Previously the mesh for the terrain was generated on the CPU, both positions and normals. While this ‘worked’, it was extremely slow. So slow in fact, that it required the process to be split across multiple frames, usually it would take upward of 50 frames for one chunk to be ready on screen. Usually there are 9 chunks needed, so if the player pans quickly across the map then it takes a long time for the terrain to prepare. Now this would be fine for a small map size, as I could just cache the terrain mesh for each chunk. But for a large map (4096 x 4095), it would take up to much memory. Also another issue was that with CPU bound mesh generation it’s difficult to alter the mesh in real time.
The new method involves moving the mesh calculation to the GPU and having just one small flat mesh which follows the camera. The vertex shader then reads in values from a texture and calculates the correct Y position. The downside is that I can’t do greedy meshing or any kind of optimisation to reduce the verts. However the upside is that mesh generation is instant and the terrain can be updated in realtime.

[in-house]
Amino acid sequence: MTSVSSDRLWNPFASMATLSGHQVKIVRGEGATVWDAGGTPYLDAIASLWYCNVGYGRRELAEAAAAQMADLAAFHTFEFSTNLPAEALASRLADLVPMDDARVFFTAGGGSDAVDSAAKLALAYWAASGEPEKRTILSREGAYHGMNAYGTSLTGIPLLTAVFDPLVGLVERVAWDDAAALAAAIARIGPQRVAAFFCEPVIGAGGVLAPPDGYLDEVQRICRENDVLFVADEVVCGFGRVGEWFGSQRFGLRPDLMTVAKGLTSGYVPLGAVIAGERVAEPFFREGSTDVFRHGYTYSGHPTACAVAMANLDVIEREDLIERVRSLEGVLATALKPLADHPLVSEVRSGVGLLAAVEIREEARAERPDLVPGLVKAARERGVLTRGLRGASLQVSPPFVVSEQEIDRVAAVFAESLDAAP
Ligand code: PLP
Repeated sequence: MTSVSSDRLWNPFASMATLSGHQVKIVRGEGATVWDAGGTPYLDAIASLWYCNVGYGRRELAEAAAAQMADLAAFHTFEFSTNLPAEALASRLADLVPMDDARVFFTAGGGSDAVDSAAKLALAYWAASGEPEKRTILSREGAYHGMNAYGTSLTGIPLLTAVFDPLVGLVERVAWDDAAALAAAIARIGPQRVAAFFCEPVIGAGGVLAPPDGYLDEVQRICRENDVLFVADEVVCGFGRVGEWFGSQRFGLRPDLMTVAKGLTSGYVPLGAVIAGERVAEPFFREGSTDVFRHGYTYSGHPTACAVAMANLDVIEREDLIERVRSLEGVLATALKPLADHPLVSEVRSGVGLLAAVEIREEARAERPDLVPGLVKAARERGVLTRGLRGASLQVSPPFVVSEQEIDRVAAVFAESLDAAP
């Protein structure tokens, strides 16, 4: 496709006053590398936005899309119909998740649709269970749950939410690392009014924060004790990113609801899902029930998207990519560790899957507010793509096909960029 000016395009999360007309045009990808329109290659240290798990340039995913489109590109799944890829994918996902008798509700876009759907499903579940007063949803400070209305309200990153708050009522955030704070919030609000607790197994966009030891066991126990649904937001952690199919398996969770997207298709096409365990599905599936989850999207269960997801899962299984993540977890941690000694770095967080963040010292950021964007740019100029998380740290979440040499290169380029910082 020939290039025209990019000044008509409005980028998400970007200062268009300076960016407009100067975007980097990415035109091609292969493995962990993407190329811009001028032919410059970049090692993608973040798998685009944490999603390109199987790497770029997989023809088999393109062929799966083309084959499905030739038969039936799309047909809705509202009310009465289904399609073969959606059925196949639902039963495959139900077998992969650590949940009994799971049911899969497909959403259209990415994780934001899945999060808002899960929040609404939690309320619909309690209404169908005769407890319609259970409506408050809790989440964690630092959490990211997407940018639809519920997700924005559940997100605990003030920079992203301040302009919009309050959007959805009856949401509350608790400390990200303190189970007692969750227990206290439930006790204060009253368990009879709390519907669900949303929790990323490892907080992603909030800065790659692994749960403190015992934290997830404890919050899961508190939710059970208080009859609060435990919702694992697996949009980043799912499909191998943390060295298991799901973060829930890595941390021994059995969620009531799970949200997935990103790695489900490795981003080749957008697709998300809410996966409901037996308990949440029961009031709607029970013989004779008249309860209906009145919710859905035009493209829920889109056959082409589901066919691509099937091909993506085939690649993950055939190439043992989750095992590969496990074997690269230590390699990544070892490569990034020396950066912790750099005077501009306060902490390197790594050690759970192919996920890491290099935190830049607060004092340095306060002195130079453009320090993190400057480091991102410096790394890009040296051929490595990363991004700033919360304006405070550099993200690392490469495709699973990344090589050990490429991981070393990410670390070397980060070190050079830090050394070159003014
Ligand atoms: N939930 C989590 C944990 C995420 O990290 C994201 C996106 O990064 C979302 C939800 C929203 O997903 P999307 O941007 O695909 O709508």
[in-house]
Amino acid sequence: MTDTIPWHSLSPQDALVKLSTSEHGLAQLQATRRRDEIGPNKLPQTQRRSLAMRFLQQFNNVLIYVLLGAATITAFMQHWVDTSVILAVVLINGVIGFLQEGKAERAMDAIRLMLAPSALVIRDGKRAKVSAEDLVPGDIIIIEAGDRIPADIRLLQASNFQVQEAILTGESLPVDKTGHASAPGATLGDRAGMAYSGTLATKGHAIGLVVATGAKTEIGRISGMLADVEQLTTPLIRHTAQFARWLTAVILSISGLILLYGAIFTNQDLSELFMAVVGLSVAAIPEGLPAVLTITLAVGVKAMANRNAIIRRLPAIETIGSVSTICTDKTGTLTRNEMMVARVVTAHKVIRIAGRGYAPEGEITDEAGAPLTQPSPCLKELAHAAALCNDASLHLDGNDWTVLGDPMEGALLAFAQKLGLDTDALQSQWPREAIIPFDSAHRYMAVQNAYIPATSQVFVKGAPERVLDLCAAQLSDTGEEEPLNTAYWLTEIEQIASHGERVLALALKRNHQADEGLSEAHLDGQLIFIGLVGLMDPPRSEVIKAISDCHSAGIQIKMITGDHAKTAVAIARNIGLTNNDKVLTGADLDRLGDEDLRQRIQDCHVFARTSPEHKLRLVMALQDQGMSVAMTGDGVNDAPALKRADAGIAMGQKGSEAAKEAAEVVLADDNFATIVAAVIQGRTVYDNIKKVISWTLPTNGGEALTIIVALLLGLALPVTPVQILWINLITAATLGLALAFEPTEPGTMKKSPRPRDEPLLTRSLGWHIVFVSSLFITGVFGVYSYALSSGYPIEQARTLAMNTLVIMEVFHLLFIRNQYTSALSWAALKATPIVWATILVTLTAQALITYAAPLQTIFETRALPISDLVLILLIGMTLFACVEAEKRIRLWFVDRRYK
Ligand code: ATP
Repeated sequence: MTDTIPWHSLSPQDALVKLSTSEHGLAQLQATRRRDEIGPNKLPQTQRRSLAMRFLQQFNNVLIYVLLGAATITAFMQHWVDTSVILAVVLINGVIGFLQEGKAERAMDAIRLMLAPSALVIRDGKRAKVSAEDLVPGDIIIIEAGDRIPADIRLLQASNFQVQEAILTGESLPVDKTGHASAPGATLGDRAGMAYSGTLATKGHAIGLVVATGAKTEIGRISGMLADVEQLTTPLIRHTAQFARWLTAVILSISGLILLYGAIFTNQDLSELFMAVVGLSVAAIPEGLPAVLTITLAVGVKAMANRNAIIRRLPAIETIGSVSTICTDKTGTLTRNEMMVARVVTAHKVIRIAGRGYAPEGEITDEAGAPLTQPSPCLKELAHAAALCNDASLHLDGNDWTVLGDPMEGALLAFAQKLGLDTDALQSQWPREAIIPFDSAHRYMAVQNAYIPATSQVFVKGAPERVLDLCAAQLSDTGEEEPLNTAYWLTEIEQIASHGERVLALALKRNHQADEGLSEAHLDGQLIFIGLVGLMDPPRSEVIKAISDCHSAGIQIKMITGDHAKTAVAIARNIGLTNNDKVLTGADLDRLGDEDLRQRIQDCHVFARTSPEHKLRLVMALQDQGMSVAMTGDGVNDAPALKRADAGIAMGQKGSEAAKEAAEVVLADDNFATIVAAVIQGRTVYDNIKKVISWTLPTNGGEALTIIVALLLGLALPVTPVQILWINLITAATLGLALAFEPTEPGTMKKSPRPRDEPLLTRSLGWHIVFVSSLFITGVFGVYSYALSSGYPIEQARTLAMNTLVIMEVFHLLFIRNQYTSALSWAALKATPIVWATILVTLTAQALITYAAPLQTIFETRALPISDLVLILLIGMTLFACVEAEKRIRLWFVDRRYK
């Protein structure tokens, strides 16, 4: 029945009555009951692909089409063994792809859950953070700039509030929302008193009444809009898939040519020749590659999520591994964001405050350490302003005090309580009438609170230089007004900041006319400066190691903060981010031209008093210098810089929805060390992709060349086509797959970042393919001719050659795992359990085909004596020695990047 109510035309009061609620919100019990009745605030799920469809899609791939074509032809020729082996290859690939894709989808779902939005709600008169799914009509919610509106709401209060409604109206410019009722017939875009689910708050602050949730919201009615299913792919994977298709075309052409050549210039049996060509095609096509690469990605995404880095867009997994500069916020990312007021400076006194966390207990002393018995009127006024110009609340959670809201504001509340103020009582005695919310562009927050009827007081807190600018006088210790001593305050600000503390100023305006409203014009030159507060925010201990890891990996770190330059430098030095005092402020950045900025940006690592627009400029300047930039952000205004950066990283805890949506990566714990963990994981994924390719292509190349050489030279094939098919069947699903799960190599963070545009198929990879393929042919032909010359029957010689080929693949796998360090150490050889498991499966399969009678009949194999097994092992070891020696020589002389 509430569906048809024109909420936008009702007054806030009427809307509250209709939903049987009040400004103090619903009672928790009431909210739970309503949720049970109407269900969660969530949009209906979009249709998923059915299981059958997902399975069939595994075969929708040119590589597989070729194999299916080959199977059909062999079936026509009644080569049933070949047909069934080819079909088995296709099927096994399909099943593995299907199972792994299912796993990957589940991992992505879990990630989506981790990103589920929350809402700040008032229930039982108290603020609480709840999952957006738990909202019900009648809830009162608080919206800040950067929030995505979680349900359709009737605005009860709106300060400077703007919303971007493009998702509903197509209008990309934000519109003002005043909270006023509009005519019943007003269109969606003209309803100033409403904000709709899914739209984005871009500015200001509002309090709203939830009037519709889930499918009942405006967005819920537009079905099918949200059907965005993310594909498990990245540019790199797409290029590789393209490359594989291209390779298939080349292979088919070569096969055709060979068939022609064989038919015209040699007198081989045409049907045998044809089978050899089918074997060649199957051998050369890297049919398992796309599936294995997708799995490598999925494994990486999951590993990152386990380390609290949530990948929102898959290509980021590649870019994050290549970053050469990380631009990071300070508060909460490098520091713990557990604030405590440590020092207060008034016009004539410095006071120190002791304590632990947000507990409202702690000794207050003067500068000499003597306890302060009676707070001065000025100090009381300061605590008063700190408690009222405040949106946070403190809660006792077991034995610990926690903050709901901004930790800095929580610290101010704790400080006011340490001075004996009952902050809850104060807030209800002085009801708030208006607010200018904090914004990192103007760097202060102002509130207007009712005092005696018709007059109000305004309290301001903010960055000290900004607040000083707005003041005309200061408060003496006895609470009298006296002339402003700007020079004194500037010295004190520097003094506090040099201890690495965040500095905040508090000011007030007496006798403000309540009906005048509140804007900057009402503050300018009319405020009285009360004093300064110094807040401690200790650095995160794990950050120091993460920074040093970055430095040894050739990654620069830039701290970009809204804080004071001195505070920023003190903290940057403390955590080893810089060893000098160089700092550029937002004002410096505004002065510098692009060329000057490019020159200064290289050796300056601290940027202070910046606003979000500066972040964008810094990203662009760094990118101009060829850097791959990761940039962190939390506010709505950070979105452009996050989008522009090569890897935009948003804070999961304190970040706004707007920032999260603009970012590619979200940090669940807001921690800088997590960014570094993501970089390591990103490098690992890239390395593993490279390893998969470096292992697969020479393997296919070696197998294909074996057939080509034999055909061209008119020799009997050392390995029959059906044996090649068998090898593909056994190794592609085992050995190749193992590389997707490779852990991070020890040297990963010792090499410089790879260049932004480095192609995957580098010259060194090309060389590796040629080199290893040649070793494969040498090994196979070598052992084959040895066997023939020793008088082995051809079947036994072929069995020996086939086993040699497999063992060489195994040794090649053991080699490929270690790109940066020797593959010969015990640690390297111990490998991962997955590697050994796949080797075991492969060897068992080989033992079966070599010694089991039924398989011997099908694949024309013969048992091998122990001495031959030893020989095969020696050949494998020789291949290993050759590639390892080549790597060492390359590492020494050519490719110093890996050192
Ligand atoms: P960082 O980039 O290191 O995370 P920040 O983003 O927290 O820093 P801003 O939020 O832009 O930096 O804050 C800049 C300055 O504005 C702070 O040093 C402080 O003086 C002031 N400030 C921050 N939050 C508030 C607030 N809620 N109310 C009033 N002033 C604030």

Another big issue was terrain LOD, which was proving very difficult. The issue is that it’s very hard to simplify a voxel style mesh, a cube is still a cube at any distance and can not be reduced further. You can see some experiments with smooth meshing at low LOD in previous posts, I was not very happy with the results. My new solution is to show the map in strictly 2 dimensions when zoomed out. So what the player sees is actually just one quad. The interesting part is that directional light and depth still work as normal. The quad writes directly into the depth buffer the Y value at the given tile. So when the ocean is rendered in the next pass, it can discard fragments above sea level by looking at the depth. I’ve also done done some work with an adaptive LOD for grass, so the number of rendered shells decreases as you zoom out.